My Latest Still Life Painting (“Vampire Repellent”) and Its Development.
8” x 10”
Oil on birch panel
In this post I wanted to share my latest still life painting and how it developed.
But before I begin to take you through my usual technical breakdown and progress, I thought I would take the time to point out that this was the first painting I experimented with this new (new to me) M. Graham alkyd painting medium.
Now I have to say that considering all of the painting mediums I've used throughout the years, this medium has been by far my favorite. This still life has been so fun because of it. This stuff just does exactly what I need it to do :)
Now of course once again in the beginning, I started with a traditional armature drawing to which eventually would be transferred onto my painting surface.
To put it simply, this drawing is a basic refined block in, accurately depicting the simplest of shapes in shadow and in light.
Once the drawing was finished I then transferred the drawing onto the birch panel. I did this by rubbing vine charcoal on the back of the drawing and tracing it over with a ballpoint pen.
After tracing the drawing, I then removed the paper and then traced over the charcoal stencil with a simple Micron brand pen. I enjoy these pens as they have a tendency to dry very fast :)
Then after the ink has dried, I then rubbed a little transparent brown oxide paint onto the panel. Before I began painting, I let this tone dry. This toning of the surface has acted as what we would call an “imprimatura”.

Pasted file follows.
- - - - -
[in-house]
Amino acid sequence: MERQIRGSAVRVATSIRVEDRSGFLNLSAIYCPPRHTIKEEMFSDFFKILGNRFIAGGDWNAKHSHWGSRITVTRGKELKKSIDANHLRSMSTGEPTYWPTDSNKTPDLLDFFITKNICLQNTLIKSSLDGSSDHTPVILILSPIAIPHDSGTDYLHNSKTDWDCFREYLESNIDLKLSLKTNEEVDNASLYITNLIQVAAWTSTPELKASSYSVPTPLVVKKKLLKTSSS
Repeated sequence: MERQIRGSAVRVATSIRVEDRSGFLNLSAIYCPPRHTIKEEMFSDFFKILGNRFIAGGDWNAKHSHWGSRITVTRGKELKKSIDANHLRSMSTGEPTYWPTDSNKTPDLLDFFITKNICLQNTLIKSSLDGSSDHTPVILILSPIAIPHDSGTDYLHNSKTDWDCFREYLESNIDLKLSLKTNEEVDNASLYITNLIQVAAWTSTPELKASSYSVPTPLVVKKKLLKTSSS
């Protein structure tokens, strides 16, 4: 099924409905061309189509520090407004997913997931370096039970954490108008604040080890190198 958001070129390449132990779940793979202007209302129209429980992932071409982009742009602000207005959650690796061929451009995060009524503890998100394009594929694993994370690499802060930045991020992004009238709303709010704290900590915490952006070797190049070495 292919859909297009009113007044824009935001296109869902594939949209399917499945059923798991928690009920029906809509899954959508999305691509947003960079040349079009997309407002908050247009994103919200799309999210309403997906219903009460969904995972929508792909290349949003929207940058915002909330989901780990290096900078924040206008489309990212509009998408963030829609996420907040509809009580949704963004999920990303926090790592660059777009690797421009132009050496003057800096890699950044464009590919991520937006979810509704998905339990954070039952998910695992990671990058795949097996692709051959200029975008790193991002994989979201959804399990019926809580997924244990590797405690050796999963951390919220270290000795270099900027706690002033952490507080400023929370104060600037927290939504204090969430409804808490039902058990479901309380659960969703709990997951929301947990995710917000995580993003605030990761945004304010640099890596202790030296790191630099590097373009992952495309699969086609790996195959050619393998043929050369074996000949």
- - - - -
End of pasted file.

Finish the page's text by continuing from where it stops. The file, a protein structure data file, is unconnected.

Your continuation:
I forgot how much I LOVED this color! I have to admit that it has been a very long time since I used it last. I swear it’s like a cross between burnt umber and transparent oxide red. It’s such a beautiful deep chocolate rust color!
The next day as I began painting, to immediately establish my value range I thinly massed in the shadows of the garlic bulbs.
Thankfully due to the quick drying nature of the medium, I was able to go over those shadows a lot sooner than usual. This allowed me to more accurately define my range of values (lightest lights and darkest darks).
Moving on from those shadows, I then worked on the garlic’s immediate surrounding background, as to better control their edges.
Now working on the 1st bulb, from the inside to the outside I then started to lay in masses of value as basic generalized shapes, making sure not to make edges too sharp too fast.
As I approached the 2nd bulb I could begin to have a greater overall sense of value, temperature and color for the whole of the painting. This allowed for a greater sense of direction in that it would be less likely for me to meticulously work on a section only to find that later it would’ve had to have been changed.
After finishing my first pass on the garlic, in an almost “blooming” like fashion I then shifted my focus onto the wood grained background. This was actually some of the more enjoyable parts of the painting.
After I was able to finish the 1st pass of the background, once again thanks to the alkyd medium I didn’t have to wait too long before I could go over it again. Oiling out was so much easier as I was able to keep the oils from sinking in at bay, as you can see it a little from the matte glare at this stage.
On the next day before beginning my painting session, I then oiled out the entire surface very thinly with some Oleogel to make sure the entire still life was reading correctly. I then started to rework the garlic by adjusting edges and chroma, and finally adjusting the background as needed while aiming for a finish.